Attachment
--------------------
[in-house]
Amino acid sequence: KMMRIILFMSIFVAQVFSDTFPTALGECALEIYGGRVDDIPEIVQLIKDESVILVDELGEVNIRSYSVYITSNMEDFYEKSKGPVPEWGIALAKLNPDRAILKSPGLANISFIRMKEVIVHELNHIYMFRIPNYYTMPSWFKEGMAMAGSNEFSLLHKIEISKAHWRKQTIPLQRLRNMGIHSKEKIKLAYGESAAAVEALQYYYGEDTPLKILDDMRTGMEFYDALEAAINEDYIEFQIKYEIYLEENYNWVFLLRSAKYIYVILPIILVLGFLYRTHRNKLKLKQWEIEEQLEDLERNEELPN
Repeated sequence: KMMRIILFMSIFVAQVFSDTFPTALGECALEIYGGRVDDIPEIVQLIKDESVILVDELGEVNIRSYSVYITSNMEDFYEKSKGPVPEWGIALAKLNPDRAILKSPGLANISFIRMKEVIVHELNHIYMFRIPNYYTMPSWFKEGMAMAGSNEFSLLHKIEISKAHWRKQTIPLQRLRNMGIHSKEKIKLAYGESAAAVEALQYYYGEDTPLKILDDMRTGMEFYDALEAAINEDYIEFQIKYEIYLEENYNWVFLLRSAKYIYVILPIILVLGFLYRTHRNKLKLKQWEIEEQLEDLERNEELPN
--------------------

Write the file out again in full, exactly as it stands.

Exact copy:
[in-house]
Amino acid sequence: KMMRIILFMSIFVAQVFSDTFPTALGECALEIYGGRVDDIPEIVQLIKDESVILVDELGEVNIRSYSVYITSNMEDFYEKSKGPVPEWGIALAKLNPDRAILKSPGLANISFIRMKEVIVHELNHIYMFRIPNYYTMPSWFKEGMAMAGSNEFSLLHKIEISKAHWRKQTIPLQRLRNMGIHSKEKIKLAYGESAAAVEALQYYYGEDTPLKILDDMRTGMEFYDALEAAINEDYIEFQIKYEIYLEENYNWVFLLRSAKYIYVILPIILVLGFLYRTHRNKLKLKQWEIEEQLEDLERNEELPN
Repeated sequence: KMMRIILFMSIFVAQVFSDTFPTALGECALEIYGGRVDDIPEIVQLIKDESVILVDELGEVNIRSYSVYITSNMEDFYEKSKGPVPEWGIALAKLNPDRAILKSPGLANISFIRMKEVIVHELNHIYMFRIPNYYTMPSWFKEGMAMAGSNEFSLLHKIEISKAHWRKQTIPLQRLRNMGIHSKEKIKLAYGESAAAVEALQYYYGEDTPLKILDDMRTGMEFYDALEAAINEDYIEFQIKYEIYLEENYNWVFLLRSAKYIYVILPIILVLGFLYRTHRNKLKLKQWEIEEQLEDLERNEELPN